Mostly, life at the Whittier Bilingual Elementary School field house is pretty quiet. There’s time for gossip and food and music. And hugging. There’s an unbelievable amount of closeness at Whittier. If you are uncomfortable with people touching you warmly, holding your hand, expressing gratitude, or caring about you, for sure you will want to find a different cause to support that is not the Whittier Bilingual Elementary School Library.
We’ve already seen, however, that the City of Chicago and the Chicago Public Schools system don’t see it that way. The moms at Whittier today celebrate a full week of their sit-in to demand fiscal accountability for their children’s recently renovated school and a space to house educational resources.
But it’s been a week of constant police surveillance and occasional intimidation. Not to mention the stress of, essentially, living on an elementary school yard. (During one recent clash, mothers shushed an in-progress protest because the noise level was interrupting classroom activity. Later, an outdoor gathering was moved inside, because kids had just been let out for recess.)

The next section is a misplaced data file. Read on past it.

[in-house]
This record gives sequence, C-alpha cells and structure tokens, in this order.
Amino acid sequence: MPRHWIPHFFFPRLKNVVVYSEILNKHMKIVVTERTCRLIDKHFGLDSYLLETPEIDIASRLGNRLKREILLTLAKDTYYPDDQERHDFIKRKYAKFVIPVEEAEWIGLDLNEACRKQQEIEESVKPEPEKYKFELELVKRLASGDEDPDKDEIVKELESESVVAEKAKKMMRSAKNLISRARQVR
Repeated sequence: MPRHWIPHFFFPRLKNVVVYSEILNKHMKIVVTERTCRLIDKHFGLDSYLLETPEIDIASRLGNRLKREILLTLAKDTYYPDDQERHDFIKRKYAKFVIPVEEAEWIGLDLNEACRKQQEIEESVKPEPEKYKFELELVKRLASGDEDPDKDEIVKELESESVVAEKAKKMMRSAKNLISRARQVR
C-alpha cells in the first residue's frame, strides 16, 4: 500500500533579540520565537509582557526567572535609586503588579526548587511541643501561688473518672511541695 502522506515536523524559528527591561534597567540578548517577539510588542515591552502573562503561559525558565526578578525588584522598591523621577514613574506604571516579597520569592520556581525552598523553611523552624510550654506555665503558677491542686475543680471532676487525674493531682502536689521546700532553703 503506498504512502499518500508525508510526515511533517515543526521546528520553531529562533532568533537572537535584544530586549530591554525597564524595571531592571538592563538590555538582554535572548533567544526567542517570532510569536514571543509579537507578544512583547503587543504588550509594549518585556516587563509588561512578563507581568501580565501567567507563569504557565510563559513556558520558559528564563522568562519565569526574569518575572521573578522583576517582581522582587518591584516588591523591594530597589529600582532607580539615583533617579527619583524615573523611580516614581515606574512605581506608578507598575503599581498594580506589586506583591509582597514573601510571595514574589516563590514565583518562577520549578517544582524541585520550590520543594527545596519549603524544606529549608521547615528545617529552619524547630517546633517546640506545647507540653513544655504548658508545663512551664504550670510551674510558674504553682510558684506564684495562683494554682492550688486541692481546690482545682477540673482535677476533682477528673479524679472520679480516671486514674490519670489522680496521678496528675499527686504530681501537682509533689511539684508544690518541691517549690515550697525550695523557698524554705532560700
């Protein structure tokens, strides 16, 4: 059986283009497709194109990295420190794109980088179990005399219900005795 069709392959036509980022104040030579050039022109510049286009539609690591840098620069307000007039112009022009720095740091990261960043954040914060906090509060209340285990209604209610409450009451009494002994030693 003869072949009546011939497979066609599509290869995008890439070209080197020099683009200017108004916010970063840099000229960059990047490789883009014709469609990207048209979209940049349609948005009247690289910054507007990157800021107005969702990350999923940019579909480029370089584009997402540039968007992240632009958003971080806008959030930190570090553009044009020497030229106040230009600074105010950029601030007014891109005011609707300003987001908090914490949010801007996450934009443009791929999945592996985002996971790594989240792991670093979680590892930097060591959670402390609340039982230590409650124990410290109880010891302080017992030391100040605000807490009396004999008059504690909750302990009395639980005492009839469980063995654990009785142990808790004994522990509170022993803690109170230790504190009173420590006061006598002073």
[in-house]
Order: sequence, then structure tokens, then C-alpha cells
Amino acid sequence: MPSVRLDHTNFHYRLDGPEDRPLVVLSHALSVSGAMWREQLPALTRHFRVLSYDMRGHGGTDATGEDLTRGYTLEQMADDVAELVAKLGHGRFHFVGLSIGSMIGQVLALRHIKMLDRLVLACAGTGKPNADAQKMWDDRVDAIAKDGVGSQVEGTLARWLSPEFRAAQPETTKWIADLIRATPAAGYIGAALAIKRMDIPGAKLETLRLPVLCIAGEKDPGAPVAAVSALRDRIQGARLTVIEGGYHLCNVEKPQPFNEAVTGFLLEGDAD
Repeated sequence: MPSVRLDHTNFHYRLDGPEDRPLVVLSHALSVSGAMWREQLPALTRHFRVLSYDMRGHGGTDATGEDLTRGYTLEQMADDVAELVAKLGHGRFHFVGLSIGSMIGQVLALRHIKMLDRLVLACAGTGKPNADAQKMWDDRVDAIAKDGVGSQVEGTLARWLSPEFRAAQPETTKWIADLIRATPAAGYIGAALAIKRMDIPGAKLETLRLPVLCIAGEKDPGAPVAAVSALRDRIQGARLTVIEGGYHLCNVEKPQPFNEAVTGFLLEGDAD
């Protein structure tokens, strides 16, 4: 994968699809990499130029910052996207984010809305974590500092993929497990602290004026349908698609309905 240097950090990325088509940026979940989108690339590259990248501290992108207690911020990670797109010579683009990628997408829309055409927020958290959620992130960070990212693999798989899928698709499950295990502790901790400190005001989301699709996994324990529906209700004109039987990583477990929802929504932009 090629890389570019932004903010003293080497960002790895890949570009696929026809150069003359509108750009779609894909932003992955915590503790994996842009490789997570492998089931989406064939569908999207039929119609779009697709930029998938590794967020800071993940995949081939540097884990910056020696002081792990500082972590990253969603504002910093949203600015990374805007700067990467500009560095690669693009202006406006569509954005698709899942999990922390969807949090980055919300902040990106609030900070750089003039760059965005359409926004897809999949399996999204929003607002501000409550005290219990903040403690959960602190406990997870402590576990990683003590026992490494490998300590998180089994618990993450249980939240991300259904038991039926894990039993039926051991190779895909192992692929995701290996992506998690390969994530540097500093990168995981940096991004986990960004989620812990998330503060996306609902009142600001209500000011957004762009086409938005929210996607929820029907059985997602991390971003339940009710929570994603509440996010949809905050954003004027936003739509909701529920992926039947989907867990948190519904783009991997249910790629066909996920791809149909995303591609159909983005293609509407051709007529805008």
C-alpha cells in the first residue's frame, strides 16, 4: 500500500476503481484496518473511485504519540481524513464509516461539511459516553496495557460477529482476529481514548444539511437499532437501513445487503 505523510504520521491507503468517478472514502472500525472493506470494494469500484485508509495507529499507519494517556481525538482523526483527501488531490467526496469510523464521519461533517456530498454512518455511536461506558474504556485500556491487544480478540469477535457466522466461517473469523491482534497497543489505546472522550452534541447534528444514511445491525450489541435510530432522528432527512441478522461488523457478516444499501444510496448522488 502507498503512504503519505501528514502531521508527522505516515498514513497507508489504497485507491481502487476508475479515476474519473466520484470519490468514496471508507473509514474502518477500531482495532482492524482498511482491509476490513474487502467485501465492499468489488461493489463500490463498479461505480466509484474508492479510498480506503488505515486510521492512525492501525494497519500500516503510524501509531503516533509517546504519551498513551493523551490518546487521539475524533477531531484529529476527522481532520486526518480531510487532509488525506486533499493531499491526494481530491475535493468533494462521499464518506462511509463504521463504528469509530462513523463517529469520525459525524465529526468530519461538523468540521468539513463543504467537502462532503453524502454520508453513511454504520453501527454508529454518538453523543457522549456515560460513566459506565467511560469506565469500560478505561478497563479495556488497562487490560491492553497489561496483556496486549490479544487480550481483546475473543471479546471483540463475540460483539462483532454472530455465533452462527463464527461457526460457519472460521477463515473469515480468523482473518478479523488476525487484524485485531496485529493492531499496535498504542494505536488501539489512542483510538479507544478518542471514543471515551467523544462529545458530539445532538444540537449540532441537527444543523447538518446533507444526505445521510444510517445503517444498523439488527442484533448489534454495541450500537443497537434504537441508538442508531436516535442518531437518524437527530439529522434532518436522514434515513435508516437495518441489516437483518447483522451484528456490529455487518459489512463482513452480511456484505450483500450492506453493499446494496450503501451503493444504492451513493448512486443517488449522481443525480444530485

And now, media has caught onto the drama of the struggle—if not the nuances of these women’s needs or demands. TV crews yesterday swooped in to demand soundbites. And once one came, others did, too: at 3 a.m. this morning a WGN crew came to request interviews with the protesters. “The protesters,” of course, were sleeping—many have jobs, kids, no partners, and are under a great deal of stress. The support team could have flown into a rage. (If you woke me up at 3 a.m. for an interview, I would have.) Instead they politely suggested the reporter go see if 25th Ward Alderman Daniel Solis was at home.
These photos are by Sarah Jane Rhee, a photographer and CPS mom working in solidarity with the CPS moms at Whittier. See more of her work here.(Photo by Sarah Jane Rhee)